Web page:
The fifty-five percent of the eighty-five percent of the people who were allowed to vote in the Scottish independence referendum and actually did so, has decided that the UK is indeed “better together”. Or – what is apparently the same thing – Scotland has decided that it should not be an independent country. For a lot of libertarians this has been, and still is, an issue of great importance. So much so that the victory of the No campaign has even led to some conspiracy theorizing – although when roughly one quarter of the Scottish population is employed by the British government and another quarter lives off British state pensions, bringing in MI5, the CIA, Mossad, and shape-shifting lizards to ‘explain’ the result is probably overkill. Fantasies aside, secession is thought to be an inherently liberal thing, and national independence movements something we should get behind. But why should this be?
The liberal aspect of secession comes from the “right to freedom of association”: men should be permitted to pick and choose with whom they associate. The idea that no one should be forced to interact with anyone else against their will is very widespread, and certainly not one whose appeal is limited to libertarians (though funnily enough it is the source of the only marginally less widespread idea that libertarianism is a racist philosophy). Aside from the sadly obligatory “rights-talk”, this is indeed a noble ideal, and one that when applied consistently leads directly to the ideal liberal order – anarchy. Anarchism is secession at the level of the individual. But just because at this level secession is liberal doesn’t neccessarily mean it is liberal at any other level; something that is missed by libertarians eager to get to the finish line, so to speak.
National independence movements seek to create an additional government – there is no getting around this brute fact. The choice is never “liberty or government”, only “this or that government”. So, what of secession at this ‘higher’ level? How is it achieved? What does achieving it involve? Obviously, we are here talking about the “will of the majority”, about democratic decisions. In other words, we are in the realm of collective choice (decisions made by some that are binding on all), and wherever there is collective choice individual choice has of necessity been overridden. If the question was “liberty or government?” then there might be a moral case for accepting a majority vote for anarchy and telling the statist minority they can lump it. But this is not what is being offered. No matter which way a man votes, he votes to impose unwanted rulers on others; he votes to impose his will (albeit by proxy) on others who must submit or else. Secession at the national level, like anything else at the national level, is neither liberal nor merely a-liberal. It is illiberal, pure and simple.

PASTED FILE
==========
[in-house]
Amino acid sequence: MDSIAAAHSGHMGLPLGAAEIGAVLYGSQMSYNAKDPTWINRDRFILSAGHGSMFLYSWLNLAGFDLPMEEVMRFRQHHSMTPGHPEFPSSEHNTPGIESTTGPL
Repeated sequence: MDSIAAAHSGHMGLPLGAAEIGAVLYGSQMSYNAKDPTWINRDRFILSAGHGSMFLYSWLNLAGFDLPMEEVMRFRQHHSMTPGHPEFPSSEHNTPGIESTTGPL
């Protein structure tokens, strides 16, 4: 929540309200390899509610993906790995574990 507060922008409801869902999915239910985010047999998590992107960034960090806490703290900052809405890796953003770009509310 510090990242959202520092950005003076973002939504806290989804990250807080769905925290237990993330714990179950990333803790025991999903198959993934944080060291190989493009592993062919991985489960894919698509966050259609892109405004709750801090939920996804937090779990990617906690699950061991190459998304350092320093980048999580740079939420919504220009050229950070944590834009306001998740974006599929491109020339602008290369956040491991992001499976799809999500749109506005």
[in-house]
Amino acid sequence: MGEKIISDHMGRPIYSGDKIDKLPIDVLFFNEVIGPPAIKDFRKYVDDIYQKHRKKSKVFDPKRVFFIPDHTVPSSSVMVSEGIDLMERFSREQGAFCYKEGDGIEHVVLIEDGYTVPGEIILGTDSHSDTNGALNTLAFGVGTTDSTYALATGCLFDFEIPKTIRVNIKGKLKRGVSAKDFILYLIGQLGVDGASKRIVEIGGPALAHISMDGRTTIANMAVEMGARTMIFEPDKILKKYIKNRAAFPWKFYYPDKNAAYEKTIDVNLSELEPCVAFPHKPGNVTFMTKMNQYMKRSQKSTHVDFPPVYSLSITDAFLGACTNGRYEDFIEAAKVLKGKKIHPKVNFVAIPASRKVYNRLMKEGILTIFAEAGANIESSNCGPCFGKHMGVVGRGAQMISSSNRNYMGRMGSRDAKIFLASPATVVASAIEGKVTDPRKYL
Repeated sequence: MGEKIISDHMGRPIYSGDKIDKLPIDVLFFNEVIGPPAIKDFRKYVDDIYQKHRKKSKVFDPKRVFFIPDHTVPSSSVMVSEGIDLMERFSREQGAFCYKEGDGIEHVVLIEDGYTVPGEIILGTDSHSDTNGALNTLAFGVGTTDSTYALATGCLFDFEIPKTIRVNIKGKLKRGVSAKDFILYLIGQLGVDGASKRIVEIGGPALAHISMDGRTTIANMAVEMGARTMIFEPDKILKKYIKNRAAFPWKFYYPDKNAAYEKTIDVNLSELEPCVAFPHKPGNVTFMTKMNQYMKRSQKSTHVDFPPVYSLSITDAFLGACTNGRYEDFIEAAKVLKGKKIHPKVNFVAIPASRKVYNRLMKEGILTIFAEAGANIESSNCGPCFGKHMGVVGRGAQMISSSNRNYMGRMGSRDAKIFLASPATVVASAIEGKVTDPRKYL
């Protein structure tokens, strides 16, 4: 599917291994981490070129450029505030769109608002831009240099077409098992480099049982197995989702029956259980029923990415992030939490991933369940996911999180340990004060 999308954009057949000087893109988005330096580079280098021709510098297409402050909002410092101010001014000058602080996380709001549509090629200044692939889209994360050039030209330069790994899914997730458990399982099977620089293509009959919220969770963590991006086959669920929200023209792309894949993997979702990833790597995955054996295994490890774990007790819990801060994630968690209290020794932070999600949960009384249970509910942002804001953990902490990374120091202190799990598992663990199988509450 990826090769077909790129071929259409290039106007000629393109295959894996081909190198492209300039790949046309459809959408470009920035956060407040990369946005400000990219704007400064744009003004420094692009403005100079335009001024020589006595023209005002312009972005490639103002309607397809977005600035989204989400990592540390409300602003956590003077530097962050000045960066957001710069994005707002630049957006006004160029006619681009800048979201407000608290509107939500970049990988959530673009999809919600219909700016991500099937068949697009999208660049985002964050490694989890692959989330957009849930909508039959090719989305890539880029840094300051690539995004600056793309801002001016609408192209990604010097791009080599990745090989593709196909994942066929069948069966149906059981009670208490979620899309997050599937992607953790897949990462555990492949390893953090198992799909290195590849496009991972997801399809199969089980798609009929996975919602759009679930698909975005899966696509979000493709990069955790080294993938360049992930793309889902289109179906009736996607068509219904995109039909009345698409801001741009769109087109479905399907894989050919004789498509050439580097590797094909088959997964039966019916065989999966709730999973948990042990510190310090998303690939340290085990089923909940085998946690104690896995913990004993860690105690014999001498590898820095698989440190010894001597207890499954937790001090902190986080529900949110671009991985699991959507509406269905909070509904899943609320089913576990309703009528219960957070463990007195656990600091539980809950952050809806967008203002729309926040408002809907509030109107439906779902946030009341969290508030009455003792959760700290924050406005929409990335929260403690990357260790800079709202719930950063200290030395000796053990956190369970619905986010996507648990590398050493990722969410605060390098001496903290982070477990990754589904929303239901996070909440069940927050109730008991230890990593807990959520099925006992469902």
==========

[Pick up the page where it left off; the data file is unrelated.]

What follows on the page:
The sight of libertarians rooting for the creation of additional governments (governments, we should note, that will be staffed by people who are very keen on ruling), is one that I find baffling, not to say disappointing. This isn’t a specifically anarchist complaint, either. As Jasay reminds us (in ‘Is national rational?’), “A proliferation of governments is itself a wasteful phenomenon, making room for the growth of parasitism, even if the governments are just the average, indifferent sort.” And further (and with characteristic understatement), “That the multiplication of states should give rise to two good governments where only a bad or indifferent one existed before, is of course possible, but it is hard to see on what grounds one should expect such an outcome.”
Nevertheless, national independence is a big deal for many libertarians. Most likely this comes from their opposition to “big government”: break up a country and you get smaller government. But smaller is not less. There is no necessity for a government covering a smaller area to govern less; bigger government and bigger area governed are entirely different things. For example, North Korea, while not being of a particularly enormous size, seems to have no shortage of government.
Perhaps though, secessionist movements, as anti-government movements, will lead us at least some of the way to a voluntary society? This seems unlikely, if only because they are precisely not anti-government movements. The goal of secession is to replace a less legitimate state with a more legitimate one; a less “responsive”, less “efficient” state with a more “responsive”, more “efficient” one; a less stable state with a more long-lasting one. In short, the goal is to create a state that is better at being a state than its predecessor. Given what the state is, cheering all this on might not be the smartest idea.
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